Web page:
During his pilgrimage to Varanasi, a Namboothiri priest from Angamally had a supernatural vision. He saw a brilliant beam of light descending towards the earth and travelling in a southwesterly direction. The priest followed the beam closely. At a pre-ordained point in a village called ‘Poothanilam’ in central Kerala, the light hit the earth and disappeared into the ground. The priest dug the earth at this spot and saw an extraordinarily beautiful idol of Mahavishnu in Anjanakallu (a rare kind of black stone) buried underneath. While the idol was being salvaged, the heavens opened up and blessed the event with a shower of fireworks which lit up the sky and shook the earth with a thunderous sound. This Vishnu idol was later to become famous as Sree Narasimhamoorthy.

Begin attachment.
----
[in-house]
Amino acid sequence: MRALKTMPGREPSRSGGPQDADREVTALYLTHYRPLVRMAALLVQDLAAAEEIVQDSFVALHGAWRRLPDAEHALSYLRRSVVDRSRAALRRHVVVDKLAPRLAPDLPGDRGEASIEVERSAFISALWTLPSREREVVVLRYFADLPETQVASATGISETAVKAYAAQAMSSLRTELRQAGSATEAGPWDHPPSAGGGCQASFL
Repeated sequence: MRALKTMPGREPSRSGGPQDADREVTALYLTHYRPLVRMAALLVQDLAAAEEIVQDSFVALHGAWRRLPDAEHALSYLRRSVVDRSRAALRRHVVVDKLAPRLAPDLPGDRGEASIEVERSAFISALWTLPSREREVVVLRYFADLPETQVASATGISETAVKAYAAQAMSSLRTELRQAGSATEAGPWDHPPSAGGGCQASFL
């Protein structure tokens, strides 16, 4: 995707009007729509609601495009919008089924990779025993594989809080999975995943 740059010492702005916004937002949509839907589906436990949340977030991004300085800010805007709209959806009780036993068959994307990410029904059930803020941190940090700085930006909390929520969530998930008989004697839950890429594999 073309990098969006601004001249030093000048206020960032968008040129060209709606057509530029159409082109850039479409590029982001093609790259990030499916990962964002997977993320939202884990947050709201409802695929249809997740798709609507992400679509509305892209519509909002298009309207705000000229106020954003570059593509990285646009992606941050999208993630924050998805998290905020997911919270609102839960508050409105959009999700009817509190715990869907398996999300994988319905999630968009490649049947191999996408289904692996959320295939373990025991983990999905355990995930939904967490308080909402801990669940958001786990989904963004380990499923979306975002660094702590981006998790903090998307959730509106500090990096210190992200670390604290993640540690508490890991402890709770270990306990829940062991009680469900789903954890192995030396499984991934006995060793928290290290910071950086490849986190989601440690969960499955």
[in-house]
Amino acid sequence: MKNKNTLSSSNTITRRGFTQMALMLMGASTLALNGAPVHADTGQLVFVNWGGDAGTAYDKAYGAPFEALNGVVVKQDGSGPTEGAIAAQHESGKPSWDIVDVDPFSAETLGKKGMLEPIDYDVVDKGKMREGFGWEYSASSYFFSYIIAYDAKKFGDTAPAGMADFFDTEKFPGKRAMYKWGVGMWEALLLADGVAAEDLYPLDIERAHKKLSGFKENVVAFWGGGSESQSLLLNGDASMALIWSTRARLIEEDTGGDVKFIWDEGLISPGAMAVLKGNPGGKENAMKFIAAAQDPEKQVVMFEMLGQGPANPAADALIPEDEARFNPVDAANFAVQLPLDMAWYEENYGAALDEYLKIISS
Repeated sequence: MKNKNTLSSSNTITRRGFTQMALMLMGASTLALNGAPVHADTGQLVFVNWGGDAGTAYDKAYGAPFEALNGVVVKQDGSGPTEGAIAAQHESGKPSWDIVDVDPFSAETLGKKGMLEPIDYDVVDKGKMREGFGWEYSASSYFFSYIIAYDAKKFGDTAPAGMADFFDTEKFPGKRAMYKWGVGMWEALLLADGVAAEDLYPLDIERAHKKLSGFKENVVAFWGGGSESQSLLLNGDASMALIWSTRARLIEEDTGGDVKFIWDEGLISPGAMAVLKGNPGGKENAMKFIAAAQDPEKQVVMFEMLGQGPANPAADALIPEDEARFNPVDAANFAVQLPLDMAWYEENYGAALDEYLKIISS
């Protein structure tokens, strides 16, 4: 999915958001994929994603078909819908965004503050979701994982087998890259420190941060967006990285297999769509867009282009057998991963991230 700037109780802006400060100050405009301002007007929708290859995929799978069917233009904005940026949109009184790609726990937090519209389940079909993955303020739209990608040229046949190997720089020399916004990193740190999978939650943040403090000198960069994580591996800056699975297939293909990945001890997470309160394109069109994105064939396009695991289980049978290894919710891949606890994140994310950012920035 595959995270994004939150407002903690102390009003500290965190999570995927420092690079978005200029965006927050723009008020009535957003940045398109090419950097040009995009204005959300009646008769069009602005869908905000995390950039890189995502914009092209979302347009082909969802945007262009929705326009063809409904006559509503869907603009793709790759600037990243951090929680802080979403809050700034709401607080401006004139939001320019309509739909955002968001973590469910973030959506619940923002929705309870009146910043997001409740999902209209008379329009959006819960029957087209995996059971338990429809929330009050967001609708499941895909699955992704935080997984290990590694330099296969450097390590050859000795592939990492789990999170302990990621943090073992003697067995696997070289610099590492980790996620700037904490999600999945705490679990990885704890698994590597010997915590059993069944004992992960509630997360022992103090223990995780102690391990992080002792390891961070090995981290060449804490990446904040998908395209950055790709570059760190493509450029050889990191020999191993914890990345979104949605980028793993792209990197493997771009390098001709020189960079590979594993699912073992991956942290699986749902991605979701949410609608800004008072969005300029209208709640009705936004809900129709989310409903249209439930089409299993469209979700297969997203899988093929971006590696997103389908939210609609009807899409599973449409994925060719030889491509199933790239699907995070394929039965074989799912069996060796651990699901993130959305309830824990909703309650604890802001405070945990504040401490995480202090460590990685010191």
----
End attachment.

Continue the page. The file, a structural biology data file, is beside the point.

The priest enshrined the idol in a Sreekovil of its own near the sanctum of Sudarsanamoorthy. It is said that the idol occupies a site, which was originally the abode of Goddess Bhagavathy. The Bhagavathy idol was relocated at a place a little towards the west, as per Hindu ideology. Reinforcing this belief is the fact that the multi-tiered bronze lamp in front of the Narasimhamoorthy temple bears the image of a lion - the carrier of Goddess Bhagavathy. The place came to be also called ‘Surapuri’ - probably because of the presence of an entire galaxy of gods and goddesses.